OSPF Part III – Link State Advertisements

Welcome back to part three of my series on OSPF. Here we dig deeper into OSPF and find out what makes this fantastic protocol tick. Today we are going to talk about Link State Advertisements (LSA) and their role in a OSPF network.

Don’t worry if not all of these make sense at the start as I get around to explaining them all throughout the series.

Link-state advertisements are crucial to OSPF and building the topology. It is how routers know about each other’s links and who connects to who across an area. OSPF uses area’s to define sets of routers. They can be as small or as large as you want within reason. All areas MUST connect back to Area 0 – virtual links are an exception – so it is paramount that Area 0 is stable.

LSA’s and their types are the fundamentals of OSPF. It is what builds the topology and makes it stable, what allows routers to be sent and for an area and inter area’s to know where a router has come from, what interface and it’s cost to get there.

Type 1 LSA – ROUTER

Router LSA identifies a OSPF router by RID. Each router creates a Type 1 LSA for itself and floods the LSA throughout the same area. The routers flood Type 1 LSAs to all neighbours and in turn they do the same until all neighbours in an area have a copy of the LSA.

 Type 1 LSAs also list the following information

  • When there is  no DR elected, it lists routers interface subnet number and mask and the interface OSPF cost. (stub networks)
  • When a DR has been elected it lists the IP address of the DR and notes it links to a transit network ( type 2 LSA exists for that network)
  • No DR but neighbour is reachable it lists the neighbours RID.

 Type 1 LSA use a 32-bit link state identifier (LSID). Uses our OSPF RID as value. Even if router is in multiple areas, RID is the same.

Type 2 LSA – Network

Used to help model the network topology. Represents the nodes and the links between the pairs of nodes. Choose to use Network LSA based on if DR is being used.

OSPF uses a DR in a subnet for two reasons

  • - To create and flood Type 2 network LSA for that subnet
  • - To aid in the detailed process of database exchange over that subnet

DR election takes place based on information in OSPF Hello messages. Hello lists RID and priority. The election rules are as follows

  • Choose the router with highest priority.
  • If tied, highest RID
  • Choose BDR with next highest.

When  DR and BDR exist no elections are made until one fails. If a DR fails the BDR is elected DR (even if better possible DR joins the network) and a new BDR is elected. If a BDR fails, DR remains as is and a new BDR is elected.

Type 3 LSA – Net Summary

ABR do NOT forward Type 1 or Type 2 LSAs. Type 3 allows areas to learn about other areas. ABRs generate Type 3 LSAs for each subnet in one area and advertises each Type 3 LSA into other areas.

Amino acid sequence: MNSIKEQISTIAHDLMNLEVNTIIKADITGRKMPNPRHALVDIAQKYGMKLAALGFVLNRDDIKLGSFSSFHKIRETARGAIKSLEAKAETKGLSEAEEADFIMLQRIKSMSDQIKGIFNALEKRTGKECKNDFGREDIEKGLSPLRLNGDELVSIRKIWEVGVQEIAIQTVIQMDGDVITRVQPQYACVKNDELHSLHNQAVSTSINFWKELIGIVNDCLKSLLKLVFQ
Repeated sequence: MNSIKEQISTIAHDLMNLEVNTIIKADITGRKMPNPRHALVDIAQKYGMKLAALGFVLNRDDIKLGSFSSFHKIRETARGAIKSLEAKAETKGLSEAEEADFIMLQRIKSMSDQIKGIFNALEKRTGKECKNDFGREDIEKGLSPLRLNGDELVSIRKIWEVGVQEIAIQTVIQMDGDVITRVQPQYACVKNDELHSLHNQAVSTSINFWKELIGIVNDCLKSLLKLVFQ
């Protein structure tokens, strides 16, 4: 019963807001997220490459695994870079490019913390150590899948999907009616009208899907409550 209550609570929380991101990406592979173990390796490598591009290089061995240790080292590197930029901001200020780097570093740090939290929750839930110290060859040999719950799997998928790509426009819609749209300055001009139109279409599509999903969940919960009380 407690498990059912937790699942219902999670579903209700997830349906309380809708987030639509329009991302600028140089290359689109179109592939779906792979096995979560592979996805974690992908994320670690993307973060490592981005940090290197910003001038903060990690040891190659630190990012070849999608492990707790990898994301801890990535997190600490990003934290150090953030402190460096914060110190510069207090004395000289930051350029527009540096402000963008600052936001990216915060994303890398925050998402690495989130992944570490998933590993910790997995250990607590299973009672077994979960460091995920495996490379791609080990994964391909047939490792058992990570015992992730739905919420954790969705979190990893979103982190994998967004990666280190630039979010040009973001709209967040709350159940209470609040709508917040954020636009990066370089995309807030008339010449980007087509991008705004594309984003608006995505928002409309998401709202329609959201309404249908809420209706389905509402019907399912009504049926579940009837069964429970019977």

Type 3 LSAs do not contain detailed topology information. It appears to be another subnet connected to the ABR that created and advertised the Type 3 LSA. Routers inside the given area calculate their best router to reach the ABR. This gives the router a good loop-free route to reach the subnet in the Type 3 LSA

Remember that the Type 3 summary is not used for route summarization

Type  4 LSA – ASBR Summary

Like a Type 3 LSA, except it advertises a host route used to reach an ASBR 

Type 5 LSA – AS External

Created by ASBRs for external routes injected into OSPF

Type 6 LSA – Group Membership

For MOSPF – not supported by IOS

Type 7 LSA – NSSA External

Created by ASBR’s inside an NSSA area instead of a type 5 LSA

Type 8 LSA – External Attributes

Not used by IOS

Type 9-11 LSA – Opaque

Used for later use. Type 10 used in MPLS

EXCHANGING THE LSAs

When two neighbours share a view of the list of LSIDs they transition to loading and start exchanging. This time, full LSAs.

  • 1. Transition to loading
  • 2. Any missing LSAs, send LSR, listing LSID of requested LSA
  • 3. Respond to LSR with a LSU. Lists one or more LSAs in each. 
  • 4. ACK receipt by either sending LSACK or sending same LSA in a LSU
  • 5. When all LSA sent, received and acknowledged, neighbour-ship moves to the FULL state.

Because there is no DR, multicasts move to 224.0.0.5.

Alright. That is enough about LSA’s. If you aren’t quite gelling just yet then don’t stress. Next up we have some practical demonstrations outlining the theory we have gone though thus far. I may dabble with a screen cast. We shall find out. Until next time, take care and study hard!

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3 Comments

  1. Pingback: OSPF Part IV – Sticking it together « Cisco Inferno

  2. Pingback: MPLS Traffic Engineering: Tunnel Setup | MyDailyLife

  3. Excellent post

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